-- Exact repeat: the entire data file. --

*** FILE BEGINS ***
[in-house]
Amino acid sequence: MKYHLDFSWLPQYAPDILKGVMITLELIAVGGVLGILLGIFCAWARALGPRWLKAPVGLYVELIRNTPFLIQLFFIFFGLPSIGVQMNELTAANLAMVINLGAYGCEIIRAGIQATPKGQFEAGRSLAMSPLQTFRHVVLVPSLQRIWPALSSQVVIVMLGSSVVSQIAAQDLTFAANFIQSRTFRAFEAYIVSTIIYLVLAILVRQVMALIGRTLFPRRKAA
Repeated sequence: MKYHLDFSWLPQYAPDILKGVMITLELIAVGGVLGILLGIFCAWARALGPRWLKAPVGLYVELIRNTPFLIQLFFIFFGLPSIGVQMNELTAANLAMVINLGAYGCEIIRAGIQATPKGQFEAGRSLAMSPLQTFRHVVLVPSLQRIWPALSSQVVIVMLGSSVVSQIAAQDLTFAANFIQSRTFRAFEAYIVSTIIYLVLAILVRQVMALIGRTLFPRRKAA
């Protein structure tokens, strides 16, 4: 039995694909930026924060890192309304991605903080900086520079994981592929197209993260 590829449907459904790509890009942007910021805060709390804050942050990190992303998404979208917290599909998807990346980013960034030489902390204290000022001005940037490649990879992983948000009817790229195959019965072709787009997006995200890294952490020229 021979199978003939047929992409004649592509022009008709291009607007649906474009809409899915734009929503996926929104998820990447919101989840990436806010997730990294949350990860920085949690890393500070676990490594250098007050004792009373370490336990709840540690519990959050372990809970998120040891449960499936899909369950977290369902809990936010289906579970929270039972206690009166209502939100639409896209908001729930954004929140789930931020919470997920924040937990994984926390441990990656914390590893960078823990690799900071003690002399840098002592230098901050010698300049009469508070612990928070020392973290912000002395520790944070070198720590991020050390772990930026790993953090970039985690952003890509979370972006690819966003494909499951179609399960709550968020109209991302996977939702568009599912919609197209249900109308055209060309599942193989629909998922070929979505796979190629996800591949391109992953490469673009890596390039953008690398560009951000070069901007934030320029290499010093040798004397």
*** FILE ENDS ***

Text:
[in-house]
Amino acid sequence: MKYHLDFSWLPQYAPDILKGVMITLELIAVGGVLGILLGIFCAWARALGPRWLKAPVGLYVELIRNTPFLIQLFFIFFGLPSIGVQMNELTAANLAMVINLGAYGCEIIRAGIQATPKGQFEAGRSLAMSPLQTFRHVVLVPSLQRIWPALSSQVVIVMLGSSVVSQIAAQDLTFAANFIQSRTFRAFEAYIVSTIIYLVLAILVRQVMALIGRTLFPRRKAA
Repeated sequence: MKYHLDFSWLPQYAPDILKGVMITLELIAVGGVLGILLGIFCAWARALGPRWLKAPVGLYVELIRNTPFLIQLFFIFFGLPSIGVQMNELTAANLAMVINLGAYGCEIIRAGIQATPKGQFEAGRSLAMSPLQTFRHVVLVPSLQRIWPALSSQVVIVMLGSSVVSQIAAQDLTFAANFIQSRTFRAFEAYIVSTIIYLVLAILVRQVMALIGRTLFPRRKAA
């Protein structure tokens, strides 16, 4: 039995694909930026924060890192309304991605903080900086520079994981592929197209993260 590829449907459904790509890009942007910021805060709390804050942050990190992303998404979208917290599909998807990346980013960034030489902390204290000022001005940037490649990879992983948000009817790229195959019965072709787009997006995200890294952490020229 021979199978003939047929992409004649592509022009008709291009607007649906474009809409899915734009929503996926929104998820990447919101989840990436806010997730990294949350990860920085949690890393500070676990490594250098007050004792009373370490336990709840540690519990959050372990809970998120040891449960499936899909369950977290369902809990936010289906579970929270039972206690009166209502939100639409896209908001729930954004929140789930931020919470997920924040937990994984926390441990990656914390590893960078823990690799900071003690002399840098002592230098901050010698300049009469508070612990928070020392973290912000002395520790944070070198720590991020050390772990930026790993953090970039985690952003890509979370972006690819966003494909499951179609399960709550968020109209991302996977939702568009599912919609197209249900109308055209060309599942193989629909998922070929979505796979190629996800591949391109992953490469673009890596390039953008690398560009951000070069901007934030320029290499010093040798004397």